EVANSVILLE, Ind. (WEHT)– The start of the new school year is proving it is not going to be easy to avoid COVID-19 in the classrooms. Parents, teachers, and school leaders are trying to make starting back as seamless as possible for their students.
Principal Kimber Scarlett says she can’t wait to finally see her Scott Elementary School students learning in classrooms again with new safety precautions in place.
“Is there some level of anxiety? Of course,” said Scarlett. “There is a little bit, but it hasn’t been a surprise. We’ve been preparing it since June.”
Adjustments have been made to gyms, cafeterias, classrooms, and lockers to keep everyone at a safe distance come August 19th.
“We are also doing the soft start. Three days for half the alphabet and then three days for the other half of the alphabet so we can lower the number of students,” explained Jason Woebkenberg, Evansville Vanderburgh School Corporation’s Chief Communication Officer. We want to make those first few days as stress-free as possible given light of the current conditions.”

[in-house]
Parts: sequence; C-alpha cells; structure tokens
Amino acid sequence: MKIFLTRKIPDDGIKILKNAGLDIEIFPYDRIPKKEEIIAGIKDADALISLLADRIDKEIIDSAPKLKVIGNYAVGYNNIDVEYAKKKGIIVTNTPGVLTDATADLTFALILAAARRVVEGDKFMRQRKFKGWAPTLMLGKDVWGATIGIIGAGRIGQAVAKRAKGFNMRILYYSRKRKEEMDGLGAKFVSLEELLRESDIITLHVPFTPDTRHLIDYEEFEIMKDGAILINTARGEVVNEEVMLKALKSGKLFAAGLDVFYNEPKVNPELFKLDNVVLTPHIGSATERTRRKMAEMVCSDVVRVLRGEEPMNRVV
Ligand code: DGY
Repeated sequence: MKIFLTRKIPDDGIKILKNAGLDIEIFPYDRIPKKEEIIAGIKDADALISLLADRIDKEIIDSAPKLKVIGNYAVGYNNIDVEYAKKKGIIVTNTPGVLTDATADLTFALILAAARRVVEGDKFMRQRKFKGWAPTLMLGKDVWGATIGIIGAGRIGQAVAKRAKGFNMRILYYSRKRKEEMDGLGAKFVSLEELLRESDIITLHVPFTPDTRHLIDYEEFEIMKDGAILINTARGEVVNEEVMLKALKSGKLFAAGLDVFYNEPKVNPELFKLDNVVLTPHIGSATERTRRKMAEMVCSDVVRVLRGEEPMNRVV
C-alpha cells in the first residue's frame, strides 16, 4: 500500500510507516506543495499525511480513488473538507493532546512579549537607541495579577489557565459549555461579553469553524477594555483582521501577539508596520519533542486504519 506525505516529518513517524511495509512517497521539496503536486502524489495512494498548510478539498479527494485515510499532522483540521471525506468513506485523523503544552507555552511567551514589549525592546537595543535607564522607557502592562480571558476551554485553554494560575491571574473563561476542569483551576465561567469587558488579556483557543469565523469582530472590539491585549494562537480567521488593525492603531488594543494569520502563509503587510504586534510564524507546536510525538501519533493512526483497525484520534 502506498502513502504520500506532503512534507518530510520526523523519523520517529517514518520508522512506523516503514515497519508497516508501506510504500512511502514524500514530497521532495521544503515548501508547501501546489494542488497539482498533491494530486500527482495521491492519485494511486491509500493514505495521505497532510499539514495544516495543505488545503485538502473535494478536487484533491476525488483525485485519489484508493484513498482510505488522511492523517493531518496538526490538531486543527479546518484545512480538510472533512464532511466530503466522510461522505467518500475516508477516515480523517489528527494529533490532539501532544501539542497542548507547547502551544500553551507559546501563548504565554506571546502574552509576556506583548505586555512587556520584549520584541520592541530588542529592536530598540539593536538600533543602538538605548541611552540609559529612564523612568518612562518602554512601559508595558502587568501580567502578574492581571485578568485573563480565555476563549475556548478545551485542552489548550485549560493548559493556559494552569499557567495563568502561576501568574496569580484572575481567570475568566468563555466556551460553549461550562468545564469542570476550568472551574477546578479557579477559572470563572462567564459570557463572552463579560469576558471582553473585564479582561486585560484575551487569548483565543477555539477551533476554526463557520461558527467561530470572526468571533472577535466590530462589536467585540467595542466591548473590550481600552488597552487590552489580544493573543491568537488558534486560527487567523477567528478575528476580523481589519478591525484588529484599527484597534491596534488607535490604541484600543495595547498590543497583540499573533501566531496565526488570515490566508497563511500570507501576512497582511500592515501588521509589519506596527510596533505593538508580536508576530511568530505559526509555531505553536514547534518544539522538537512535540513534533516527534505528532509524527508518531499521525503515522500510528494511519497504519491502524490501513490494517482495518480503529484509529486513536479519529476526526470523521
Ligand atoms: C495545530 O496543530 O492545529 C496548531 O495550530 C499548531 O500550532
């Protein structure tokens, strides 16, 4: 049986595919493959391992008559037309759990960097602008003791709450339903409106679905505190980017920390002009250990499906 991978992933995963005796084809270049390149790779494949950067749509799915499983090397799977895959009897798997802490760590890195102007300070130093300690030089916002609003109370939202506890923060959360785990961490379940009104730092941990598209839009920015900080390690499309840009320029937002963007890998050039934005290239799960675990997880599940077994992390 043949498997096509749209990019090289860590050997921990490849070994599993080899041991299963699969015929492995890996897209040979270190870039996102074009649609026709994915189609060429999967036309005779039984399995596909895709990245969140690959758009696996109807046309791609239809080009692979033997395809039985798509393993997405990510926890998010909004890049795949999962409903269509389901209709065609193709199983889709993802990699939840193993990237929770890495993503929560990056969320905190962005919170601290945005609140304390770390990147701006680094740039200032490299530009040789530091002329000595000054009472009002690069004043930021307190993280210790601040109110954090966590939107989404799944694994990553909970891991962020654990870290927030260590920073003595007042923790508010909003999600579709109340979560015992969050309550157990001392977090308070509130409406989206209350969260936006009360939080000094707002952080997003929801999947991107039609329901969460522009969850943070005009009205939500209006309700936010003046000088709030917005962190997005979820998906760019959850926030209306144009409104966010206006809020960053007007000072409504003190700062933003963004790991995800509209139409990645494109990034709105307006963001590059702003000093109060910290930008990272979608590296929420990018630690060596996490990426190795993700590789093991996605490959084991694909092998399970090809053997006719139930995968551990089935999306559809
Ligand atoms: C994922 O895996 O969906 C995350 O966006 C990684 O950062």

Students will notice class sizes are smaller, desks are no longer grouped in pods, and there are assigned seating for every class including lunch. This is aimed at decreasing their exposure.
“So that if there is a student that would test positive, we can quickly contact trace and determine who has been in the vicinity of that child. Masks will be worn in any area where you cannot achieve social distancing,” said Woebkenberg
There will also be a staggered schedule for getting books out of lockers, preventing kids from congregating in the hallways.
“Even cafeterias where students would normally come in and cluster together. We hate that can’t happen,” said Woebkenberg. No one will be able to sit across from each other at lunch or in the classroom.
Fewer students are expected to be in classrooms as virtual learning enrollment is on the rise across the Tri-State.
Virtual learning will be available for in-school learners too. The hope is students will not fall behind if they are having to quarantine for two weeks. In Evansville, hot spots will be given to students who don’t have reliable internet service at home.
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(This story was originally published on Aug. 7, 2020)